D. Results of the Design

D1. Speed of Execution

There is no flickering or artifacts on the screen at all. Everything works pretty well eventually, although we spend a lot of time in solving many flickering problems. Most of the time, we need to introduce extra frames, so that all calculations or drawings could be performed, and hence eliminate flickering. We try to optimize our codes for speed and simplicity, so that we do not face this problem of flickering, as playing a game with even a little flickering would be very distractive. We are able to interface the controller at ease, and hence there is no delay in the signal transmission. The moment we press the buttons, we can see on the screen that the space shuttle moves correspondingly as well as the shoots the bullets smoothly.

D2. Accuracy

The video signal timing aspect is explained in details in section B5. All the numerical calculations are performed well, as our program does not require very complicated computations. We put in extra caution on casting, so that there wouldn't be any casting problem affecting our program.

Our sound implementation is very simple. First we create an array of musical notes in flash memory from middle C to the C above it. The entries of the musical note array correspond to the frequencies of the musical notes. Then every time we want to produce a sound, we turn on the Clear Timer on Compare Match (CTC) mode and set clear OC0 on compare match. The OCR0 value is set to be equal to the entry in the musical note array. So port B.3 will produce a sound at different frequencies according to different notes. After a desired period of time, we turn off the CTC mode and stop producing the sound. The most interesting sound is when the space shuttle shoots a bullet. When we detect a push on the shoot button, we sweep through eight notes from high C to middle C quickly and this creates the shooting sound that we can hear in most of the bullet shooting arcade games. The other sounds of our video game, like when the player loses or wins, are produced by playing two notes consecutively.

D3. Safety In Design

As our project is using standard black & white television as the output, it is a standard means of output, and hence our project is very safe in nature. The only possible problem is due to any short circuit or other seizures, which is of very low risk and is typical to any usage of Television. We ensure that there is no live wires hanging around, and hence there is no chance of short circuit. Our STK 500 is powered by 5V, and hence, even if there is any short circuit, there wouldn't be any danger of life happened. The Sega Genesis Controller is a switch input and hence, is not required to be connected to any electricity, so there is no safety issue at hand.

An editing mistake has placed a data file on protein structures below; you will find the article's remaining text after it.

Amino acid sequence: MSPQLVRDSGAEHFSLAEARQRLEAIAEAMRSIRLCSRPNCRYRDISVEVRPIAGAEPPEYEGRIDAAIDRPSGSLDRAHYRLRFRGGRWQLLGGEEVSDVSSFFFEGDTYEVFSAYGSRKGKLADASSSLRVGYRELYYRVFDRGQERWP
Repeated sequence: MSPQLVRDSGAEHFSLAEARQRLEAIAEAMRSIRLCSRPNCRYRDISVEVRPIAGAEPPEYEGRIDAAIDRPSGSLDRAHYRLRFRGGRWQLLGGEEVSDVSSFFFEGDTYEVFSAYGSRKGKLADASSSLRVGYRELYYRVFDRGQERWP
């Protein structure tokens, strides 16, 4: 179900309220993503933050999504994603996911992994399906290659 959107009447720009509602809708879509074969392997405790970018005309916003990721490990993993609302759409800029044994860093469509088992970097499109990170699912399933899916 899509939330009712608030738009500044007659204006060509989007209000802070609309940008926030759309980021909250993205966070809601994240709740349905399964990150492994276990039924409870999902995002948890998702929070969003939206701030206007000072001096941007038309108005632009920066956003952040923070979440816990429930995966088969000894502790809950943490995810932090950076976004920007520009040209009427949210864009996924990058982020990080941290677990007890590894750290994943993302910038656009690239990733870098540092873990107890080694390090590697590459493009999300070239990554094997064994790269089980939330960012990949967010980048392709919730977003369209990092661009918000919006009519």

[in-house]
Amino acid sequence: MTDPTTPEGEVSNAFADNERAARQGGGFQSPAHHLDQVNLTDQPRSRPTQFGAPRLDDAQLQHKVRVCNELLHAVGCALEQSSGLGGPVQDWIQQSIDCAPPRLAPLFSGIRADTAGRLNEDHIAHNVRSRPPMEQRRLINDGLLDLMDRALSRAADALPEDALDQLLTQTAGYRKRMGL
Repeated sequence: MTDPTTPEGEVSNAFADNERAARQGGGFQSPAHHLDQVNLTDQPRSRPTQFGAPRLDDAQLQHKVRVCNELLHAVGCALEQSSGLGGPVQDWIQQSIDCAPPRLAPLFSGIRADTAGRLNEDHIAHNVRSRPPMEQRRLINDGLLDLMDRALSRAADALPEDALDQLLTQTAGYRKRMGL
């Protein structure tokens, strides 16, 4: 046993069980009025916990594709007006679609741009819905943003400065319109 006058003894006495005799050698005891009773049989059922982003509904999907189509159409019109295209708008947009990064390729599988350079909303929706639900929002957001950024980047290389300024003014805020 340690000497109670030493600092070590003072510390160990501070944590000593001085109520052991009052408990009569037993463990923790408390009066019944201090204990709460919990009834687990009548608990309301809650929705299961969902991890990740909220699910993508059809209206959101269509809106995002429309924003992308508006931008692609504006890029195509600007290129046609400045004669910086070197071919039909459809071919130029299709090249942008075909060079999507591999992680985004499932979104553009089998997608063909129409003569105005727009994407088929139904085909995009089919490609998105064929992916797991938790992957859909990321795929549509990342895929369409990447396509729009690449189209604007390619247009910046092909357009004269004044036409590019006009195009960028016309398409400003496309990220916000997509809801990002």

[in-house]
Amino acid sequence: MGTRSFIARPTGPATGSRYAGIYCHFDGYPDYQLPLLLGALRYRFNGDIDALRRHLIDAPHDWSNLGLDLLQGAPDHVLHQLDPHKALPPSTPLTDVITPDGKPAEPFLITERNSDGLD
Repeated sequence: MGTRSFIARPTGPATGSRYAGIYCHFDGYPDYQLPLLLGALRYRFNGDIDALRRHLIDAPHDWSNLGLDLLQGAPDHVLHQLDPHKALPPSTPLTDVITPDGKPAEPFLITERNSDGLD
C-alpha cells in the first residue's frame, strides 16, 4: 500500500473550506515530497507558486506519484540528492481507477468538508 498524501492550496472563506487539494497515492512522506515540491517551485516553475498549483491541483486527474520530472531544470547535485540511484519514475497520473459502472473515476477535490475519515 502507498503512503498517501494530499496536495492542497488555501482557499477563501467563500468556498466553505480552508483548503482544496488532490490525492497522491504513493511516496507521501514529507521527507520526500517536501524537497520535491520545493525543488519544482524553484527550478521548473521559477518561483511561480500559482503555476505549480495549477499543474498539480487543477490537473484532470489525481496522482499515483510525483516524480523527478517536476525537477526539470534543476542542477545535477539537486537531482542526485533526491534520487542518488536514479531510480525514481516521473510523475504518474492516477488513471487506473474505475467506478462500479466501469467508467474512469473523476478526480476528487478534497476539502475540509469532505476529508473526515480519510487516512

And since this would be a video game, there is no any further danger beyond that of any typical video game using Sega controller. As the game may be challenging in nature, as for higher difficulty levels, the players could get a little over excited, but other than that, there is no safety issue at all.

D4. Interference with Other People's Design

Our project does not utilize any Radio Frequency (RF), and hence would not project any RF interference. There is no CPU noise or any other noise generated. Our game does provide sound effects, but if there is a need of quiet environment, the player can just turn off the TV volume.

D5. Usability

This Shooting Star game is usable and desirable for anyone who can play video game. So, basically anyone from an age of 2 onwards will be able to play this game, and even an infant could use his/her finger to press button B to fire a bullet! It is easy to learn, as a user only has to know that he/she needs to press button B to shoot, and use the left/right button to move around.